Bracketing approach focuses on revealing the beliefs, ideas and values that are simply taken for granted in the social world.
By suspending belief in the naturalness and normality of the social world (placing what are normally automatic assumptions in brackets) bracketing reveals the underlying thinking and values that people bring to bear in understanding the world and engaging in social action.
Bracketing approach gives the researcher the information necessary to investigate the ordinary methods social members use to comprehend the social world and give it reality and concreteness.
Bracketing is a term which reflects Husserl's initial training in mathematics. Such bracketing of the common sense, the 'natural attitude', implies that what is taken for granted or what is seen to be "out there" need not necessarily be so.
Mapping the subtle theoretical and philosophical
underpinnings of bracketing will facilitate the identification and delineation of core
elements that compose bracketing, and also distinguish how different research approaches
prioritize different bracketing elements.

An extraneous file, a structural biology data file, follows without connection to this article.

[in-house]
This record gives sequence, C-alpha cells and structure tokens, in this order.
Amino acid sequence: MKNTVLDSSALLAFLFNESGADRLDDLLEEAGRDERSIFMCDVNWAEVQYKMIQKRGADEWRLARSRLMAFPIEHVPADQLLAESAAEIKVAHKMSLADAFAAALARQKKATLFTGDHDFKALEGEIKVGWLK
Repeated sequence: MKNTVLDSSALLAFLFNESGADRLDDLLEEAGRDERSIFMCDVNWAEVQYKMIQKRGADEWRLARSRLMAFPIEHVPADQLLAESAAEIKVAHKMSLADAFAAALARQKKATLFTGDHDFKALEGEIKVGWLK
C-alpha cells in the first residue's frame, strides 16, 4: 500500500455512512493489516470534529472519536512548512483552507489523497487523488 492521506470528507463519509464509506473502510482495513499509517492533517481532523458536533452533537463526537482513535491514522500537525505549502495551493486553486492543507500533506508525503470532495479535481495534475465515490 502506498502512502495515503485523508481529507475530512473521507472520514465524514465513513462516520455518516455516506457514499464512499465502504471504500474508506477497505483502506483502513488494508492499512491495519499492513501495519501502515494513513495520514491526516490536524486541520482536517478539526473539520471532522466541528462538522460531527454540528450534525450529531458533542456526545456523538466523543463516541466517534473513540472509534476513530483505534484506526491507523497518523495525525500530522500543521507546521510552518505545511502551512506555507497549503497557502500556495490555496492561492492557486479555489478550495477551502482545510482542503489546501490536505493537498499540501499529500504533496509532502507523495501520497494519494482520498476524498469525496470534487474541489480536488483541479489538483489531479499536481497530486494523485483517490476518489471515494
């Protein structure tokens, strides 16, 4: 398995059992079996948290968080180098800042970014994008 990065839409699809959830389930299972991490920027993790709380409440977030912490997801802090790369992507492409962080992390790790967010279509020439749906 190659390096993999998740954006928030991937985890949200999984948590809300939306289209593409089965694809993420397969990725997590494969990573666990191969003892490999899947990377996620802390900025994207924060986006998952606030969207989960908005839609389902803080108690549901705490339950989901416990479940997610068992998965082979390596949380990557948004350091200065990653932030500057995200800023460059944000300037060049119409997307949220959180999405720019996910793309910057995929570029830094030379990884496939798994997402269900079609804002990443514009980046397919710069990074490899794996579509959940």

Bracketing in Research: A Typology
Current phenomenological techniques in sociology include the method of "bracketing" (Bentz 1995; Ihde 1977). This approach lifts an item under investigation from its meaning context in the common-sense world, with all judgments suspended. For example, the item "alcoholism as a disease" (Peele 1985; Truan 1993) is not evaluated within phenomenological brackets as being either true or false. Rather, a reduction is performed in which the item is assessed in terms of how it operates in consciousness: What does the disease notion do for those who define themselves within its domain? A phenomenological reduction both plummets to the essentials of the notion and ascertains its meanings independent of all particular occasions of its use. The reduction of a bracketed phenomenon is thus a technique to gain theoretical insight into the meaning of elements of consciousness. - Myron Orleans